Richard Murray headshot photo

Richard Murray

Director, Division of Ocean Sciences
National Science Foundation

Tell us about your work / research. What kinds of things do you do?

I am currently responsible for the Ocean Sciences research and technology portfolio at the NSF, including the research grants programs, ships, submersibles, AUVs/ROVs, etc. I am serving a 4-year appointment (maximum) while on leave from home institution of Boston University. I am a sedimentary chemist who studies past changes in the ocean (biological, chemical, physical, geological) and how such changes relate to climate.

What sparked your initial interest in your career?

I started out a geology major at Hamilton College knowing I wanted to get into oceanography. I enrolled at the Sea Education Association in Woods Hole as part of my undergraduate work and was hooked. I then went to graduate school at the University of Wisconsin for one year, and then to Berkeley for my Ph.D.

Who influenced you or encouraged you the most?

So, so, so many people that it is impossible to itemize. I think the common feature is that some folks simply inspired me to be confident enough in my ideas and skills and that it is okay to not have certain skills as well.

What element of your work / study do you think is the most fascinating?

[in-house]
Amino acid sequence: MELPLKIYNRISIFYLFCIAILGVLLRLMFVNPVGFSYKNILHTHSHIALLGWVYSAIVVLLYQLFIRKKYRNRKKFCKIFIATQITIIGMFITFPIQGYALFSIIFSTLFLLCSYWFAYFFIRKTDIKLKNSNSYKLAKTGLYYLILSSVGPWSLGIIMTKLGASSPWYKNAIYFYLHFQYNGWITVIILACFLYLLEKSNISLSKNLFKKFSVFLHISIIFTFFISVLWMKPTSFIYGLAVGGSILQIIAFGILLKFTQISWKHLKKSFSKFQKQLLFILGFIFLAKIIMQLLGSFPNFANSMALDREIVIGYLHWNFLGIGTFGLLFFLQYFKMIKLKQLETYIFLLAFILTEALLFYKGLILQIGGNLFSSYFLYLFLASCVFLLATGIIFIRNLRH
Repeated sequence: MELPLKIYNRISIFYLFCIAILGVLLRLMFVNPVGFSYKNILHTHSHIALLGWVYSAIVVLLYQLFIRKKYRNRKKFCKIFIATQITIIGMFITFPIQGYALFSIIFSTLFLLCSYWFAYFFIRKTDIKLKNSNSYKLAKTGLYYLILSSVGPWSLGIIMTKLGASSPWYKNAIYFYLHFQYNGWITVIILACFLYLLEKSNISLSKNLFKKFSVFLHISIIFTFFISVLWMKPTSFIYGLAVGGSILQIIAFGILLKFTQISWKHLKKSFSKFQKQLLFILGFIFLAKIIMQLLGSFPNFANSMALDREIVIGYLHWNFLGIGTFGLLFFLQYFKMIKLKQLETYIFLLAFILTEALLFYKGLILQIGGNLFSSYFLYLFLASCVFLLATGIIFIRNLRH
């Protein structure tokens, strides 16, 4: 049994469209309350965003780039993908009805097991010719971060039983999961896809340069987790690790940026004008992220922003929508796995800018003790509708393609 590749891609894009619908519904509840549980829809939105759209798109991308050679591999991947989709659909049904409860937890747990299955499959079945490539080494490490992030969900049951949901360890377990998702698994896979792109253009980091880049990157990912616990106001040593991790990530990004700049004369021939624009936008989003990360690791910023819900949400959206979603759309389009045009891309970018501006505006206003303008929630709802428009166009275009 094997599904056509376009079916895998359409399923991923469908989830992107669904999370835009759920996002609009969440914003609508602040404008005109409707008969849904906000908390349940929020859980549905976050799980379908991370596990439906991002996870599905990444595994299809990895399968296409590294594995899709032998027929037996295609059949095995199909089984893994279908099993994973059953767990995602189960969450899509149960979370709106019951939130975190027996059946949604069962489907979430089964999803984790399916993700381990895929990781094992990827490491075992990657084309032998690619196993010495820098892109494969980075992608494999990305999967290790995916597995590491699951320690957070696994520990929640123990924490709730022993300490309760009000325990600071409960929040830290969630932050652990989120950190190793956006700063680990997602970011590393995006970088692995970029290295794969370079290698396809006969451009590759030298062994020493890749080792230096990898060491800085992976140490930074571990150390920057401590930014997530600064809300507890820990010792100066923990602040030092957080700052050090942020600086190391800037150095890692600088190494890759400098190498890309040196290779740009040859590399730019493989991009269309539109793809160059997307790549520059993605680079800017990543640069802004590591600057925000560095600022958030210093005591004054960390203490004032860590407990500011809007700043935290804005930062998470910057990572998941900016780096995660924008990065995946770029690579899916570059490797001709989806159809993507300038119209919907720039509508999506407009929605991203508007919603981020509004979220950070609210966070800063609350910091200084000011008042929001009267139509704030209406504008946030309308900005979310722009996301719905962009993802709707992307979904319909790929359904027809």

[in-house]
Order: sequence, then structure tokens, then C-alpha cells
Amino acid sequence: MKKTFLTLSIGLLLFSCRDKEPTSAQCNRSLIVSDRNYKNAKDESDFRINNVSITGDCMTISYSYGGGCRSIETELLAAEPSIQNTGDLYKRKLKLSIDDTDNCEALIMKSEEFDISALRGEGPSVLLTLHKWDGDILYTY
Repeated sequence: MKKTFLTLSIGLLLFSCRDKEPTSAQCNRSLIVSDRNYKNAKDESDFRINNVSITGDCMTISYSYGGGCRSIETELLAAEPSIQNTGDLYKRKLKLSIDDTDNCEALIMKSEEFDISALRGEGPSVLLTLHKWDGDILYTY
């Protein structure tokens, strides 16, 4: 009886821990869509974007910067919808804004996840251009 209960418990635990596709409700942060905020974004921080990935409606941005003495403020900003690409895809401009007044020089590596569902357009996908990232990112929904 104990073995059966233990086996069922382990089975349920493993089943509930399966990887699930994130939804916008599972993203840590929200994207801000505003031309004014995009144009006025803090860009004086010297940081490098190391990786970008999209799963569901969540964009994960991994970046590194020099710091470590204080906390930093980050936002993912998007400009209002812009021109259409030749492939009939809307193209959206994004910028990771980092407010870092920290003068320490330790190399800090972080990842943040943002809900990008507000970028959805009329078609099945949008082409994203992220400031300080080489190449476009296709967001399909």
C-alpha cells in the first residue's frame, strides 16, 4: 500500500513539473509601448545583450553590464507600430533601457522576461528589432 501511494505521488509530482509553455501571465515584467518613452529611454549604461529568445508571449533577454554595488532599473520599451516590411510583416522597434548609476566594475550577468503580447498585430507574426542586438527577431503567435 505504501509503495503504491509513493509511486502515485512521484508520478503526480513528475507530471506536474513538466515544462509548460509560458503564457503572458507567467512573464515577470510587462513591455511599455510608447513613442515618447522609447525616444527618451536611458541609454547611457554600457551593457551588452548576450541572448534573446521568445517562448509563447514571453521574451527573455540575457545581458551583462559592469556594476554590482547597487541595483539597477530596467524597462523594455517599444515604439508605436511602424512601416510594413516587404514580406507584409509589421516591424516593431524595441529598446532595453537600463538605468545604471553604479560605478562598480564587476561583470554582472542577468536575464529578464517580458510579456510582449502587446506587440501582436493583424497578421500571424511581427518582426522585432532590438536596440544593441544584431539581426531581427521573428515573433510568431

Whenever I pull a sediment core from miles beneath the sea surface and realize I am looking at Earth history over millions of years...well, it can be very humbling.

What other jobs led you to your current career?

In college, I was also very nearly a double major in writing, and still greatly enjoy writing whenever possible and reading voraciously.

What are your degrees and certifications?

AB at Hamilton College in 1985; Participated in Sea Education Association in 1983; Ph.D. at University of California at Berkeley in 1991, followed by a brief post-doc research position at the Graduate School of Oceanography, URI, and then moving to Boston University in 1992.

What are your hobbies?

Hockey--playing it. Watching it. Sailing--doing it, reading about it, dreaming about it.

What advice would you give to someone who wants to have a career like yours?

Go for it. Don't listen to the gloom and boomers. If you like it, run with it.


Richard participated in the following Ocean Exploration Trust expeditions: